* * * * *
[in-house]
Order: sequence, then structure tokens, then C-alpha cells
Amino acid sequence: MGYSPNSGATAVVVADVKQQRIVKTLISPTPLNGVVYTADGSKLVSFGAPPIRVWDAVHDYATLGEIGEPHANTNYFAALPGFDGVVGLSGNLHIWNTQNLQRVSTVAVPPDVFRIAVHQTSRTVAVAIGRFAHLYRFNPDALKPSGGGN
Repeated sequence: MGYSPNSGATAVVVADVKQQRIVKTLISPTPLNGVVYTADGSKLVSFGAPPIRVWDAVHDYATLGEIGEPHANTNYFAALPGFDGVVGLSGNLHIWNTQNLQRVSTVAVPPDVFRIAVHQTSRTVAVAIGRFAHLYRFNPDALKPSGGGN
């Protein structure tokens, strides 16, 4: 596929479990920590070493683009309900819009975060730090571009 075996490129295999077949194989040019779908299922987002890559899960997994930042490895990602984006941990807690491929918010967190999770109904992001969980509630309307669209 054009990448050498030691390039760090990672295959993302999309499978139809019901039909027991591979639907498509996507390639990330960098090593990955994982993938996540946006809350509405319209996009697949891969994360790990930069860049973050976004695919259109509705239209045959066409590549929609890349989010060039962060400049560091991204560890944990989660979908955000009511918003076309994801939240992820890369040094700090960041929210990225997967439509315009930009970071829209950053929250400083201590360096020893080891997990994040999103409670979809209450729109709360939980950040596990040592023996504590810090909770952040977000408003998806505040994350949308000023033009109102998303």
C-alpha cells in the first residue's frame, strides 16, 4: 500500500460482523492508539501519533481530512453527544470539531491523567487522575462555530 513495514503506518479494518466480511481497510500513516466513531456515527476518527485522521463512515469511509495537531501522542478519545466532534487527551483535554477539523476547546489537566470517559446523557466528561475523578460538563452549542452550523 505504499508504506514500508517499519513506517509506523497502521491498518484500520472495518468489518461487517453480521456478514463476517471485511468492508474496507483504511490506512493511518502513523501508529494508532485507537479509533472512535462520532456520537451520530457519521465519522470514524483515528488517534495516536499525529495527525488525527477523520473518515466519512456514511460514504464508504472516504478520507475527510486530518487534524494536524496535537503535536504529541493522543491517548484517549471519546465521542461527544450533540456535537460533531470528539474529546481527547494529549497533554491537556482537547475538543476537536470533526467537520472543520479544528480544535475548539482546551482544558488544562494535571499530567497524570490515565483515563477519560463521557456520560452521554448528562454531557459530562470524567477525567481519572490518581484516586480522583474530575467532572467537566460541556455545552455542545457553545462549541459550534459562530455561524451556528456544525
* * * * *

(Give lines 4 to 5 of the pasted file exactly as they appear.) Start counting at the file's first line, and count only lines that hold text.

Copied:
Repeated sequence: MGYSPNSGATAVVVADVKQQRIVKTLISPTPLNGVVYTADGSKLVSFGAPPIRVWDAVHDYATLGEIGEPHANTNYFAALPGFDGVVGLSGNLHIWNTQNLQRVSTVAVPPDVFRIAVHQTSRTVAVAIGRFAHLYRFNPDALKPSGGGN
């Protein structure tokens, strides 16, 4: 596929479990920590070493683009309900819009975060730090571009 075996490129295999077949194989040019779908299922987002890559899960997994930042490895990602984006941990807690491929918010967190999770109904992001969980509630309307669209 054009990448050498030691390039760090990672295959993302999309499978139809019901039909027991591979639907498509996507390639990330960098090593990955994982993938996540946006809350509405319209996009697949891969994360790990930069860049973050976004695919259109509705239209045959066409590549929609890349989010060039962060400049560091991204560890944990989660979908955000009511918003076309994801939240992820890369040094700090960041929210990225997967439509315009930009970071829209950053929250400083201590360096020893080891997990994040999103409670979809209450729109709360939980950040596990040592023996504590810090909770952040977000408003998806505040994350949308000023033009109102998303």